Back Pain in Kids: Can education help?

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An estimated 17-58% of schoolchildren suffer from back pain, and a quarter of those kids could go on to develop persistent pain.1-2 Helping children develop healthy habits for preventing back pain could allow them to avoid that fate.  A new study of schoolchildren tested the efficacy of an education intervention in improving students’ knowledge and behavior of back-pain prevention.3

A week after receiving a lesson on preventing pain, children’s scores on a back-pain knowledge test improved by 30%, and their behavior test scores increased by 22%. Their scores continued to be consistently better than children not involved in the education intervention. Despite these significant improvements, their knowledge and behavior scores deteriorated after three months, highlighting the need for ongoing education.

The researchers also pointed out that the intervention “was more effective on the improvement of knowledge than behaviour.” They suggested that many factors lead to children not implementing preventative strategies including poor school infrastructure and furniture, a lack of lockers, long walking commutes, large class size that made it difficult for teachers to monitor students’ posture, and inadequate understanding of back-pain prevention among parents. After a full day of sitting at cramped desks and carrying heavy backpacks long distances, many children experienced some form of musculoskeletal pain: 58% had neck pain, 69.3% had shoulder pain,  74.4% had upper back pain, 81.7% had low-back pain, 55.1% had knee pain, and 60.9% had finger and wrist pain.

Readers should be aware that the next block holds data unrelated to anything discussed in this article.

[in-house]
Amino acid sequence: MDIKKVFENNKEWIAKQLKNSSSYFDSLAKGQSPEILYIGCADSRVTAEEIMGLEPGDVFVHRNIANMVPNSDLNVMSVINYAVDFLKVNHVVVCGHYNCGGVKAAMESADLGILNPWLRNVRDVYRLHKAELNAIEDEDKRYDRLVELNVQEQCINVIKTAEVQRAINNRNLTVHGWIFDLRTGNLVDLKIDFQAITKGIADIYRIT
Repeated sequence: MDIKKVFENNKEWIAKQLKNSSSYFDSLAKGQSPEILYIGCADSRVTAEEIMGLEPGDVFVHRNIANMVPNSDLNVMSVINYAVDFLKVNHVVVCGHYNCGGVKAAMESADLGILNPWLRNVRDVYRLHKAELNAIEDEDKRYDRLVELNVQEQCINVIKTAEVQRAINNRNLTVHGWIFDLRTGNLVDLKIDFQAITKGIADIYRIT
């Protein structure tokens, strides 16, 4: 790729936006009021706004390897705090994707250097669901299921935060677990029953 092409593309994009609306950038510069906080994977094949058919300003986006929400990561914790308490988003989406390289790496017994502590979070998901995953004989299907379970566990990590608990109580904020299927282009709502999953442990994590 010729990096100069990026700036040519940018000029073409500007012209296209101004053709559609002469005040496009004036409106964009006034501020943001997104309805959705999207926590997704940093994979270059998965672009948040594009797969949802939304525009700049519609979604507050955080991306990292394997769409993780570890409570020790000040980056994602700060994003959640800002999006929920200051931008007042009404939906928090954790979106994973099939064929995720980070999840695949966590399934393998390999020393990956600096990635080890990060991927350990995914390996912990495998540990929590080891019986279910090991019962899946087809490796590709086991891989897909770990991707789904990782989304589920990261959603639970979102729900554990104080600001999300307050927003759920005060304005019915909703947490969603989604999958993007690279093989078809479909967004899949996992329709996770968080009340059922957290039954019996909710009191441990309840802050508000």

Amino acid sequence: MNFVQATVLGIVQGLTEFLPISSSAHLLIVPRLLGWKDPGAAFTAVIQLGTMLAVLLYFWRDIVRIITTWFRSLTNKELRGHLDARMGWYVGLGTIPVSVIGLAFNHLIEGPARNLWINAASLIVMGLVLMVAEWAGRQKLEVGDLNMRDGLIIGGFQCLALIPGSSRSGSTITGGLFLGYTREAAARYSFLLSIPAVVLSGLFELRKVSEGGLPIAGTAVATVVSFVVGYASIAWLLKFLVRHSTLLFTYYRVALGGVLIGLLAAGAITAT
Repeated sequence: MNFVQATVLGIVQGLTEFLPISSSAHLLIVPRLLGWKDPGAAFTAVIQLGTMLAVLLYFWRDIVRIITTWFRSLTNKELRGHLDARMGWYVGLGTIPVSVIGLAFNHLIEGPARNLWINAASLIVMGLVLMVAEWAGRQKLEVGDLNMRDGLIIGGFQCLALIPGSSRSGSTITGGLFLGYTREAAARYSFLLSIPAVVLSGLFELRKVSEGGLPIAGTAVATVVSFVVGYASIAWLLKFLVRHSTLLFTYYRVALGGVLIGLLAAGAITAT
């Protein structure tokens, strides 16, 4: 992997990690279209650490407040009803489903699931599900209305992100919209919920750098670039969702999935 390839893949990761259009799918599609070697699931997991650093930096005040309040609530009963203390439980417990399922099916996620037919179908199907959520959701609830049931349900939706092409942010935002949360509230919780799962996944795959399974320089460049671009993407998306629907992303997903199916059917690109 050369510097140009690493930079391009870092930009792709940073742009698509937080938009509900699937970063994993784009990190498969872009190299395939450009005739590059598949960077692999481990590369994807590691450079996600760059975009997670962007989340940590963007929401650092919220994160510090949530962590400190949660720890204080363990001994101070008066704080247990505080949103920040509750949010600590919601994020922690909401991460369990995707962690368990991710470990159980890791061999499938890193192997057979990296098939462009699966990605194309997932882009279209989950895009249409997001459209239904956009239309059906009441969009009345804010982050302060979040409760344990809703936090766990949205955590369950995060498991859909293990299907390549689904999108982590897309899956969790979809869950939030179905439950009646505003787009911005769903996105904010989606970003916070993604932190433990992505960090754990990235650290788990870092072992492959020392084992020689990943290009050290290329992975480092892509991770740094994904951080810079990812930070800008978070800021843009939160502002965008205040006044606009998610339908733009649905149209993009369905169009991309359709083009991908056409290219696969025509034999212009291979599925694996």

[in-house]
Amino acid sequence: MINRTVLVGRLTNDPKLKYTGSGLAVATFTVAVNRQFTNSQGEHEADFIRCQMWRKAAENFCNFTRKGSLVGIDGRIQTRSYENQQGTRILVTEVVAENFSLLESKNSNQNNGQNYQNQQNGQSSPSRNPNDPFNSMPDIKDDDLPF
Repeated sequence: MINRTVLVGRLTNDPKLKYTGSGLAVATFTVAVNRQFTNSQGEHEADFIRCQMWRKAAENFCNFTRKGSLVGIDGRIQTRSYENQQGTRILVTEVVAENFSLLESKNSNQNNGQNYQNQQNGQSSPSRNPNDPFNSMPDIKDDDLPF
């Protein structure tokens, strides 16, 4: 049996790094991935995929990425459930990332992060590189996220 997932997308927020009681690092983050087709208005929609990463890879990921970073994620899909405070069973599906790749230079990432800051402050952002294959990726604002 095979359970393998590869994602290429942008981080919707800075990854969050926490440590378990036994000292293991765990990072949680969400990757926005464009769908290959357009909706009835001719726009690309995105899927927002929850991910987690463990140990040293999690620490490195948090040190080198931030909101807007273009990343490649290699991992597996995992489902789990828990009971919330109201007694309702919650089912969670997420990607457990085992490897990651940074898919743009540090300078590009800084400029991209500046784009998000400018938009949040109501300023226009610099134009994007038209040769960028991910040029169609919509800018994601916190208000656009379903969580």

These numbers could increase with time as children are exposed to additional risk factors with age.  Researchers suggested a number of ways to prevent pain in schoolchildren including informing parents about pain risk factors, integrating back-pain education in the curriculum, and improving school infrastructure to reduce the time children have to carry heavy backpacks. A doctor of chiropractic can work with you and your child to understand how to prevent and reduce back pain.

References

  1. Smith DR, Leggat PA. Back pain in the young: a review of studies conducted among school children and university students. Curr Pediatr Rev 2007; 3: 69-77.
  2. Jones GT, Macfarlane GJ. Predicting persistent low back pain in schoolchildren: a prospective cohort study. Arthritis Rheum.2009;61(10):1359.
  3. Habybabady RH, et al. Efficacy and impact of back care education on knowledge and behaviour of elementary schoolchildren. J of Pak Med Assoc 2012; 62(6): 580-4.

 

 

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